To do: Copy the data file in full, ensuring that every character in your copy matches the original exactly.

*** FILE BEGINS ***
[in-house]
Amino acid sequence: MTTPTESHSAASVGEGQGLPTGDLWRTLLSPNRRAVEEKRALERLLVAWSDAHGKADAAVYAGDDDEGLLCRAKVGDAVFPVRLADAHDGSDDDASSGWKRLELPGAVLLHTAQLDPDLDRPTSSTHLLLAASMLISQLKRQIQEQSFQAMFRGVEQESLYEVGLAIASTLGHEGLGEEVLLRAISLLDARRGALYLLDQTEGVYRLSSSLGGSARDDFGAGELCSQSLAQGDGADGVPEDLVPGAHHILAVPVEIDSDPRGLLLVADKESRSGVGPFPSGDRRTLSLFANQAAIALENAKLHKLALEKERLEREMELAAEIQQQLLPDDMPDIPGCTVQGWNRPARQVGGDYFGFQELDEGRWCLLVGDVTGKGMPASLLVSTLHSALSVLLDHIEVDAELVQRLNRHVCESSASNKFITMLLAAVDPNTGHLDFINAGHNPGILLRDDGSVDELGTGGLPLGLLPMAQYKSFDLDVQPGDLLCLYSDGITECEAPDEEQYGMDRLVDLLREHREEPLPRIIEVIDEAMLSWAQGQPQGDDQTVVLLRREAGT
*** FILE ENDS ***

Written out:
[in-house]
Amino acid sequence: MTTPTESHSAASVGEGQGLPTGDLWRTLLSPNRRAVEEKRALERLLVAWSDAHGKADAAVYAGDDDEGLLCRAKVGDAVFPVRLADAHDGSDDDASSGWKRLELPGAVLLHTAQLDPDLDRPTSSTHLLLAASMLISQLKRQIQEQSFQAMFRGVEQESLYEVGLAIASTLGHEGLGEEVLLRAISLLDARRGALYLLDQTEGVYRLSSSLGGSARDDFGAGELCSQSLAQGDGADGVPEDLVPGAHHILAVPVEIDSDPRGLLLVADKESRSGVGPFPSGDRRTLSLFANQAAIALENAKLHKLALEKERLEREMELAAEIQQQLLPDDMPDIPGCTVQGWNRPARQVGGDYFGFQELDEGRWCLLVGDVTGKGMPASLLVSTLHSALSVLLDHIEVDAELVQRLNRHVCESSASNKFITMLLAAVDPNTGHLDFINAGHNPGILLRDDGSVDELGTGGLPLGLLPMAQYKSFDLDVQPGDLLCLYSDGITECEAPDEEQYGMDRLVDLLREHREEPLPRIIEVIDEAMLSWAQGQPQGDDQTVVLLRREAGT